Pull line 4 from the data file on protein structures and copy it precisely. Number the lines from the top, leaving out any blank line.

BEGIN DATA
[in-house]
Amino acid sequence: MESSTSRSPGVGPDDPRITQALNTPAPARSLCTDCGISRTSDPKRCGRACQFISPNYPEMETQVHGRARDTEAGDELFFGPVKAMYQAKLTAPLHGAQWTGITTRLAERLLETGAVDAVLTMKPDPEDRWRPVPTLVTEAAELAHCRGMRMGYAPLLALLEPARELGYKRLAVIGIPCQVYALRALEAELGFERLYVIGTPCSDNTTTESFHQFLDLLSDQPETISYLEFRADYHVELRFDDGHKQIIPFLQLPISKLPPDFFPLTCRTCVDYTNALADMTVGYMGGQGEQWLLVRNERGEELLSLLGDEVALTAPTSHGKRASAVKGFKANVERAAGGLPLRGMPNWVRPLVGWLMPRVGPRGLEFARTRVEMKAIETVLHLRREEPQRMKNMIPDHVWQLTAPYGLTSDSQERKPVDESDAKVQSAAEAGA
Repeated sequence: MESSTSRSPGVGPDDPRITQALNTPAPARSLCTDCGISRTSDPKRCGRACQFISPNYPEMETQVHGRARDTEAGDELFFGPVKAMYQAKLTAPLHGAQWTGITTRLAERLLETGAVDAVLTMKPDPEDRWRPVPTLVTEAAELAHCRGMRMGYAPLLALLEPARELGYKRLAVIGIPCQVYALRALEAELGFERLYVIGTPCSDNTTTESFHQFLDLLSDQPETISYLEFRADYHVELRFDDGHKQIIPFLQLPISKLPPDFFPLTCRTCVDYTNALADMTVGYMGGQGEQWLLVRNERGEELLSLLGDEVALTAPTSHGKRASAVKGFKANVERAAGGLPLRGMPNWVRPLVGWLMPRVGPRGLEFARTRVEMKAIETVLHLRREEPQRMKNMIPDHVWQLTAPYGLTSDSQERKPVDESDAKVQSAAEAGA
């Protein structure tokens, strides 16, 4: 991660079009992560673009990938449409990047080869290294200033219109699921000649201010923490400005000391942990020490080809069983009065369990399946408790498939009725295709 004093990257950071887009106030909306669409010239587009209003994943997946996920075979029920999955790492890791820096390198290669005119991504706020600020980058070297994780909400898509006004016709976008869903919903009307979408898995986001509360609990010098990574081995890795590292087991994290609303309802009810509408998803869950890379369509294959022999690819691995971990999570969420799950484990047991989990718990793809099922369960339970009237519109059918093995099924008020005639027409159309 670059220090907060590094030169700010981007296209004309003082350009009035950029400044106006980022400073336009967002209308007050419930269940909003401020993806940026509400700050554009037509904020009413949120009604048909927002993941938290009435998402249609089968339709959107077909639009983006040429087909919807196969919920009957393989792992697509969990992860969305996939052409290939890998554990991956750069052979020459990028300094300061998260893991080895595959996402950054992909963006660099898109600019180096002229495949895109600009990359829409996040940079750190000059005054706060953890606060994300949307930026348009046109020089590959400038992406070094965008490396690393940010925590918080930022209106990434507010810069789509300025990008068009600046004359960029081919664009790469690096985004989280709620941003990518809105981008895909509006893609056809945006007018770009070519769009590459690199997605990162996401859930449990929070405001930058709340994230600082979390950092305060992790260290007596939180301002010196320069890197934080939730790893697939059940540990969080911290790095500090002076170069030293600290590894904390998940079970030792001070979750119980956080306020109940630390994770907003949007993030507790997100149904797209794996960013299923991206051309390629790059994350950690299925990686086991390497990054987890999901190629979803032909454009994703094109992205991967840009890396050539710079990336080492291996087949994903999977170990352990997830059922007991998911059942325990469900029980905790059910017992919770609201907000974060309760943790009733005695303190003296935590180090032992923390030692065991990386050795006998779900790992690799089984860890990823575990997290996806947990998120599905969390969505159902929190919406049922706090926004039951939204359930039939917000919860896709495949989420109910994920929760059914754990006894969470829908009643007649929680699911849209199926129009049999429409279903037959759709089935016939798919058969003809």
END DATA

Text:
């Protein structure tokens, strides 16, 4: 991660079009992560673009990938449409990047080869290294200033219109699921000649201010923490400005000391942990020490080809069983009065369990399946408790498939009725295709 004093990257950071887009106030909306669409010239587009209003994943997946996920075979029920999955790492890791820096390198290669005119991504706020600020980058070297994780909400898509006004016709976008869903919903009307979408898995986001509360609990010098990574081995890795590292087991994290609303309802009810509408998803869950890379369509294959022999690819691995971990999570969420799950484990047991989990718990793809099922369960339970009237519109059918093995099924008020005639027409159309 670059220090907060590094030169700010981007296209004309003082350009009035950029400044106006980022400073336009967002209308007050419930269940909003401020993806940026509400700050554009037509904020009413949120009604048909927002993941938290009435998402249609089968339709959107077909639009983006040429087909919807196969919920009957393989792992697509969990992860969305996939052409290939890998554990991956750069052979020459990028300094300061998260893991080895595959996402950054992909963006660099898109600019180096002229495949895109600009990359829409996040940079750190000059005054706060953890606060994300949307930026348009046109020089590959400038992406070094965008490396690393940010925590918080930022209106990434507010810069789509300025990008068009600046004359960029081919664009790469690096985004989280709620941003990518809105981008895909509006893609056809945006007018770009070519769009590459690199997605990162996401859930449990929070405001930058709340994230600082979390950092305060992790260290007596939180301002010196320069890197934080939730790893697939059940540990969080911290790095500090002076170069030293600290590894904390998940079970030792001070979750119980956080306020109940630390994770907003949007993030507790997100149904797209794996960013299923991206051309390629790059994350950690299925990686086991390497990054987890999901190629979803032909454009994703094109992205991967840009890396050539710079990336080492291996087949994903999977170990352990997830059922007991998911059942325990469900029980905790059910017992919770609201907000974060309760943790009733005695303190003296935590180090032992923390030692065991990386050795006998779900790992690799089984860890990823575990997290996806947990998120599905969390969505159902929190919406049922706090926004039951939204359930039939917000919860896709495949989420109910994920929760059914754990006894969470829908009643007649929680699911849209199926129009049999429409279903037959759709089935016939798919058969003809």